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Posted: Tuesday March 23, 2010
Harry Robinson

Born in 1900 on a potato farm in Oyama in the Okanagan Valley, Harry Robinson grew up in a small village in the Similkameen Valley of south-central B.C. as a member of the Lower Similkameen Band of the Interior Salish people. A rancher for most of his life, Robinson also looked upon himself as one of the last storytellers of his people. In his boyhood, he spent long hours in the company of his grandmother and other elders, who told him numerous stories that would later become central to his life. He attended a local day school when he was thirteen but soon quit because of the twelve-mile travelling distance.

Nonetheless, he was determined to learn to read and write, and, at the age of twenty-two, he enlisted the help of a friend, Margaret Holding, in his quest to master these skills. In the early 1970s, after the death of his wife, Robinson began to reflect upon the hundreds of stories that he had learned in childhood. As he came to realize fully the importance of the storytelling tradition in his community, he began telling stories in the Okanagan language and became as skilled in English storytelling by his mid-seventies. Wendy Wickwire met Robinson while working on her doctoral thesis and recognized what, as Thomas King would later suggest, may well be “the most powerful storytelling voice in North America.” She began recording the stories in 1977, with Robinson’s approval, and brought them together in the award-winning collection Write It on Your Heart.

Robinson took his role as a storyteller very seriously and worried about the survival of the oral tradition and his stories. “I’m going to disappear”, he told one reporter, “and there’ll be no more telling stories.” He passed away in 1990—shortly after the publication of Write It on Your Heart, the first of three story collections which will ensure the survival of the epic world of Harry Robinson in many generations to come.”

LATEST Harry Robinson NEWS

October 2013 : Similkameen Crossroads: A New NFB Release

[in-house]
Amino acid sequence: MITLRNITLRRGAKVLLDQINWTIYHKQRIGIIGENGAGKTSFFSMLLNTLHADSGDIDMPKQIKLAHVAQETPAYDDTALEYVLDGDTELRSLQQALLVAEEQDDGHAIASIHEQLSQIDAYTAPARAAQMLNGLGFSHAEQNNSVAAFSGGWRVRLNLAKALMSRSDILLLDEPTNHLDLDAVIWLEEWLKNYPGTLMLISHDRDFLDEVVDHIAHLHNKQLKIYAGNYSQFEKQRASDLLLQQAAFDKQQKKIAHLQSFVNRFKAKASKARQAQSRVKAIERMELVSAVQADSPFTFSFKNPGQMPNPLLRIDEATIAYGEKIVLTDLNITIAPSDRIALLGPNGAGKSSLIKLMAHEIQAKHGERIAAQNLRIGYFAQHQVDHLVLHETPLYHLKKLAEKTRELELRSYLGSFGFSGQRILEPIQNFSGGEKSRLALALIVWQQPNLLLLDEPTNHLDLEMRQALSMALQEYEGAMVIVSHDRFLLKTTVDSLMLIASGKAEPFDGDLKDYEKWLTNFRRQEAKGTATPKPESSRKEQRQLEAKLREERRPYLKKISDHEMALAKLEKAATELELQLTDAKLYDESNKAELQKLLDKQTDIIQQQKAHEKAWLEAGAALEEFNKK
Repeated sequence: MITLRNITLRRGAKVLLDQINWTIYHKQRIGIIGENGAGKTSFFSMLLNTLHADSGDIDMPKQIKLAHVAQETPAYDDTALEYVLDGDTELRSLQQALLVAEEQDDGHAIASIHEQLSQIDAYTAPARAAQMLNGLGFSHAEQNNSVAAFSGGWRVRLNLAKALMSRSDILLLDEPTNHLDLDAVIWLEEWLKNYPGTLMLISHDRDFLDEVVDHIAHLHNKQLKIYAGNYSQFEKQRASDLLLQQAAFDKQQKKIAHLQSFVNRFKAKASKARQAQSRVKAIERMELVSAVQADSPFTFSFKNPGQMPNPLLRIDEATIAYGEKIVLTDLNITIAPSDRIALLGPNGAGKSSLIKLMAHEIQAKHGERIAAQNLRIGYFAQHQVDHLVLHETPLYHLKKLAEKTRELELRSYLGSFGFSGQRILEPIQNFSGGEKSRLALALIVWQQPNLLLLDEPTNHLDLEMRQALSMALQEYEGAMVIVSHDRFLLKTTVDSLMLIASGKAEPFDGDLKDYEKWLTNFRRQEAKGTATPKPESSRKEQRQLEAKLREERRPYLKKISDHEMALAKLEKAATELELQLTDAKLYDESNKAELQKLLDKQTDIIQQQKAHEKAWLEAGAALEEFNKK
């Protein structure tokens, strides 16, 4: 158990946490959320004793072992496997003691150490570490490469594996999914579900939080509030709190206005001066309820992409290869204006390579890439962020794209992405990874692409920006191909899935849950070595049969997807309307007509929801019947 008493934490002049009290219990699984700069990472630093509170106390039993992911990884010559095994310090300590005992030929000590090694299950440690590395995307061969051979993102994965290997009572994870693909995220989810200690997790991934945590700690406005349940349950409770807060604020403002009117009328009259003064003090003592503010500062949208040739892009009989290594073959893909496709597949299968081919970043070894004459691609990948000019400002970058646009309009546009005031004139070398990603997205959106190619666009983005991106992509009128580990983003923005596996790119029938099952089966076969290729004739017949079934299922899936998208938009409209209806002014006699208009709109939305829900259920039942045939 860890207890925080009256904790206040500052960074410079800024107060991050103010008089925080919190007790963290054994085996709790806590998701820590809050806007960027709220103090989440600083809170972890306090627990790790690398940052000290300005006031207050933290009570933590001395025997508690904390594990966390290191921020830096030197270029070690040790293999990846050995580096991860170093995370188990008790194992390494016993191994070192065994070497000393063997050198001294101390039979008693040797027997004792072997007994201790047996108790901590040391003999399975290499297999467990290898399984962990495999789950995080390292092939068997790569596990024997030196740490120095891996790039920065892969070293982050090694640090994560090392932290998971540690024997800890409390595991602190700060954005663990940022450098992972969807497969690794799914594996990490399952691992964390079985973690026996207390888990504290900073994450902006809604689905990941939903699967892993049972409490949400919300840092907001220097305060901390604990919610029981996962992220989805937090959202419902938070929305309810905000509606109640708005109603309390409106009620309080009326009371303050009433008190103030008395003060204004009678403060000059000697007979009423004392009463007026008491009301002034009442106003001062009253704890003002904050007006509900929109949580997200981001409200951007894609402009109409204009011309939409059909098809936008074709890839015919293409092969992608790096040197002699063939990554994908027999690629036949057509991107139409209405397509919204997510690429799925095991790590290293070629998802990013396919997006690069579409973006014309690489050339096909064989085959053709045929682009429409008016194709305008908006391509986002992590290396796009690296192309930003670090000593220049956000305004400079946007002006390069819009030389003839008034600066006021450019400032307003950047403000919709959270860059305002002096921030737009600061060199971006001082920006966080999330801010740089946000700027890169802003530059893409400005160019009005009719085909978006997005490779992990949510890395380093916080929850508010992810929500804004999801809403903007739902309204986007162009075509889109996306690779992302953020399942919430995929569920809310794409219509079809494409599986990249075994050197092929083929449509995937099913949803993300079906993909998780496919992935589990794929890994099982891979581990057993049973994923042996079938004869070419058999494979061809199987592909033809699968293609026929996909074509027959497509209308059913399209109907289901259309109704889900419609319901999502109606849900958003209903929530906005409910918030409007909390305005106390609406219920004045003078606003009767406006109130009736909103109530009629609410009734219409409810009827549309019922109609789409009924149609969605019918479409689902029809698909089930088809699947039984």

Write It on Your Heart

Finalist for the 1990 BC Book Prize: Roderick Haig-Brown Regional Prize


Nature Power

B.C. Book Prize Winner, 1993


Living by Stories

Whenever I need to be reminded that language is magic and that stories can change the world, I go to Robinson.
Thomas King


Nature Power

Epic, mesmerizing tales by a great Okanagan storyteller that lift [one] earily and movingly into a different world.
— Michele Landsberg, Toronto Star


Write It on Your Heart

“Write It on Your Heart is an important addition to Canadian literature not because of the range of stories or the anthropological-ethnological information they contain, but because it is one of the few pieces of transitional literature we have. It stands between traditional oral storytelling and ­contemporary written work, recreating at once the voice and the performance of the oral storyteller in a written form … It is the voice that captivates, a voice contained in both the language and the structures which Wendy Wickwire, who transcribed Robinson’s stories, has faithfully maintained. It is not that in reading the stories we hear the ‘illusion’ of an oral voice, for other writers have been able to accomplish this; it is that in reading Robinson, one is virtually forced to read the story out loud, thereby closing the circle, the oral becoming the written becoming the oral.”
– Thomas King

“Write It on Your Heart is nothing less than a masterwork in the genre of oral literature. Robinson’s mastery of his craft and his tradition are flawless. Wickwire’s poetic transcriptions are equally ­masterful.”
Journal of American Folklore

“Epic, mesmerizing tales by a great Okanagan storyteller … that lift [one] eerily and movingly, into a different world.”
Toronto Star

“Nowhere have I read a more productive synthesis of the Indian oral tradition … and the written word. A few other books have come close, but only close.”
Vancouver Sun

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